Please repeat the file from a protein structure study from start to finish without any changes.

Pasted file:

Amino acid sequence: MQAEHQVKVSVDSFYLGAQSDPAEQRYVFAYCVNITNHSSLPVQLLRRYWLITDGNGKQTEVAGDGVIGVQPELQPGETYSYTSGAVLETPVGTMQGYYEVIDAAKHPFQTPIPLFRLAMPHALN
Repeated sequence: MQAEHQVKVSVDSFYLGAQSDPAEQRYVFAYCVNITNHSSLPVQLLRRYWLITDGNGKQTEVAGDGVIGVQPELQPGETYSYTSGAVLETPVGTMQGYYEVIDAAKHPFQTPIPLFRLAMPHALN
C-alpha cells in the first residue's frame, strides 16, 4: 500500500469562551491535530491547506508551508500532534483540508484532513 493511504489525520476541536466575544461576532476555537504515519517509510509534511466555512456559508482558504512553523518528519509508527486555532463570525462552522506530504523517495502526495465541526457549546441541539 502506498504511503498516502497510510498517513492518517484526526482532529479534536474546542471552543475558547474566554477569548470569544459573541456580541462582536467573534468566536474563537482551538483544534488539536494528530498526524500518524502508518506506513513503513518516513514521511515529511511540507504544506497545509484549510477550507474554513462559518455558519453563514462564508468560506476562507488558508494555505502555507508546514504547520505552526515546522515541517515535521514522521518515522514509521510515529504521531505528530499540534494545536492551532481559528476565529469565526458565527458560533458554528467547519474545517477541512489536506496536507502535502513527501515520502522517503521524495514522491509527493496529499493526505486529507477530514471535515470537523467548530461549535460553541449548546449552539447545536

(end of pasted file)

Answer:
Amino acid sequence: MQAEHQVKVSVDSFYLGAQSDPAEQRYVFAYCVNITNHSSLPVQLLRRYWLITDGNGKQTEVAGDGVIGVQPELQPGETYSYTSGAVLETPVGTMQGYYEVIDAAKHPFQTPIPLFRLAMPHALN
Repeated sequence: MQAEHQVKVSVDSFYLGAQSDPAEQRYVFAYCVNITNHSSLPVQLLRRYWLITDGNGKQTEVAGDGVIGVQPELQPGETYSYTSGAVLETPVGTMQGYYEVIDAAKHPFQTPIPLFRLAMPHALN
C-alpha cells in the first residue's frame, strides 16, 4: 500500500469562551491535530491547506508551508500532534483540508484532513 493511504489525520476541536466575544461576532476555537504515519517509510509534511466555512456559508482558504512553523518528519509508527486555532463570525462552522506530504523517495502526495465541526457549546441541539 502506498504511503498516502497510510498517513492518517484526526482532529479534536474546542471552543475558547474566554477569548470569544459573541456580541462582536467573534468566536474563537482551538483544534488539536494528530498526524500518524502508518506506513513503513518516513514521511515529511511540507504544506497545509484549510477550507474554513462559518455558519453563514462564508468560506476562507488558508494555505502555507508546514504547520505552526515546522515541517515535521514522521518515522514509521510515529504521531505528530499540534494545536492551532481559528476565529469565526458565527458560533458554528467547519474545517477541512489536506496536507502535502513527501515520502522517503521524495514522491509527493496529499493526505486529507477530514471535515470537523467548530461549535460553541449548546449552539447545536